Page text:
The window tax, incidentally, was viewed as an improvement over its antecedent, the hearth tax. In 1662, Charles II (following the Restoration) imposed a tax of 2 shillings on every fire hearth and stove in England and Wales. The tax generated great resentment largely because of the intrusive character of the assessment process. The “chimney-men,” as the assessors and tax collectors were called, had to enter the house in order to count the number of hearths and stoves. The window tax, by contrast, did not require access to the interior of a dwelling; the “window peepers” could count the apertures from the outside and avoid invading the privacy of the home.

The window tax, however, created some administrative problems of its own—most notably the definition of a window for purposes of taxation. The law was vague, and it was often unclear what constituted a window for tax purposes. In 1848, for example, Professor Scholefield of Cambridge paid tax on a hole in the wall of his coal cellar (HCD 24 Feb. 1848). In the same year, Mr. Gregory Gragoe of Westminster paid tax for a trapdoor to his cellar (HCD 24 Feb. 1848). As late as 1850, taxpayers urged the Chancellor of the Exchequer to clarify the definition of a window.

Notches and Their Effects on Behavior

Throughout its history, the window tax consisted of a set of “notches.” A notch in a tax schedule exists if a small change in behavior—such as the addition of a window—leads to a large change in tax liability.

Notches are rare (Slemrod 2010) and not to be confused with kinks, which are far more common even today. A kink in a tax schedule exists if a small change in behavior leads to a large change in the marginal tax rate but just a small change in tax liability. The income tax in the United States, for example, has several kinks. Married couples with taxable income from $17,850 to $72,500 are in the 15 percent marginal tax bracket; couples with taxable income from $72,500 to $146,400 are in the 25 percent marginal tax bracket. If a couple with income of $72,500 were to earn an extra dollar, its marginal tax rate would jump to 25 percent, but its tax liability would increase by just $.25.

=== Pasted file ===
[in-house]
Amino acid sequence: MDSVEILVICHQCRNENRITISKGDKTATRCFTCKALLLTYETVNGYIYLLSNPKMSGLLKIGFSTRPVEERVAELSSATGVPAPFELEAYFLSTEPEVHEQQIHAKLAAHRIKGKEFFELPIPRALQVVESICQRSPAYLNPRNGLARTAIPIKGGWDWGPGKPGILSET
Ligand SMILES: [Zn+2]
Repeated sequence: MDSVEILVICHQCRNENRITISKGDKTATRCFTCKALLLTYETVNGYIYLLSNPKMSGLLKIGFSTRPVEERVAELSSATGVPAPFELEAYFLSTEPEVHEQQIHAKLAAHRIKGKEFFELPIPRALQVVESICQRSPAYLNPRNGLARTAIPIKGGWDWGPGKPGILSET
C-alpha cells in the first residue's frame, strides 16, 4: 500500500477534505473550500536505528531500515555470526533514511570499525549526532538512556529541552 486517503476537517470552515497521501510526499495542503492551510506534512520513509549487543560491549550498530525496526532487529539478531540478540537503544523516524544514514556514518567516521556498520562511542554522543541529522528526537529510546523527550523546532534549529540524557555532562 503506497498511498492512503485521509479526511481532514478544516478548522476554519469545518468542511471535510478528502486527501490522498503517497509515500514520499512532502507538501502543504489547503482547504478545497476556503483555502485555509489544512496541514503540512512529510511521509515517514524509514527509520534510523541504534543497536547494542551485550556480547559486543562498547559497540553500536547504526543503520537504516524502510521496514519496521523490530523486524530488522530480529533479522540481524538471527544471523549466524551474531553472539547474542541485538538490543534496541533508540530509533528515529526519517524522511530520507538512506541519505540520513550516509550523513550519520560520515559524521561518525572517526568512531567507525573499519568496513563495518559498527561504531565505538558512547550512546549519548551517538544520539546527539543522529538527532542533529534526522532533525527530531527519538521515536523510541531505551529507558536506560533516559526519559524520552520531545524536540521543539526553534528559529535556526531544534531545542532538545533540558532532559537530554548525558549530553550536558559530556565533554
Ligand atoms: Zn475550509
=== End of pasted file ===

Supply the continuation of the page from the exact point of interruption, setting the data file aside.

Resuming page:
Microfilm records of local tax data in the U.K. from 1747 to 1830 allow for a more systematic examination of the impact of the window tax and notches. This article draws on a data set from 1747 to 1757, with information on 493 dwellings from Ludlow, a market town in Shropshire, near the border of Wales. Over this period, the window tax schedule included 3 notches. A homeowner in this period paid:

  • no tax if the house had fewer than 10 windows;
  • 6 pence per window if the house had 10 to 14 windows;
  • 9 pence per window if the house had 15 to 19 windows;
  • 1 shilling per window if the house had 20 or more windows.

Homeowners who purchased a 10th window thus paid a 6 pence tax on the 10th window as well as on each of their 9 other windows, which previously had been untaxed. Thus the total tax on the 10th window was 60 pence, which was equal to 5 shillings. If the window tax distorted decisions and thus led to excess burden, then one would expect to find many homes with 9, 14, or 19 windows but very few with 10, 15, or 20. A test of this argument is discussed below.

Through the first half of the 18th century, the administration of the tax had been troublesome, as homeowners frequently camouflaged or boarded up windows until the tax collector was gone, or took advantage of loopholes or ambiguities in the tax code. As a result, tax collections were much lower than expected. In 1747, however, Parliament revised the tax by raising rates and introducing measures to improve its administration. Most notably, it prohibited the practice of blocking up and subsequently reopening windows in order to evade assessment; violators had to pay a penalty of 20 shillings (1 pound) for every window they reopened without notifying the tax surveyor (Glantz 2008).

The 1747 act reduced tax evasion significantly, so the data for the following 10 years should provide reasonable estimates of the actual number of windows. If the window tax distorted behavior, one would expect to find spikes in the number of dwellings at the notches, with 9, 14, or 19 windows. And this is precisely what the data demonstrate. Figure 1 is a histogram showing the number of windows for homes in the sample. The pattern is clear; there are sharp increases in the number of homes with 9, 14, or 20 windows: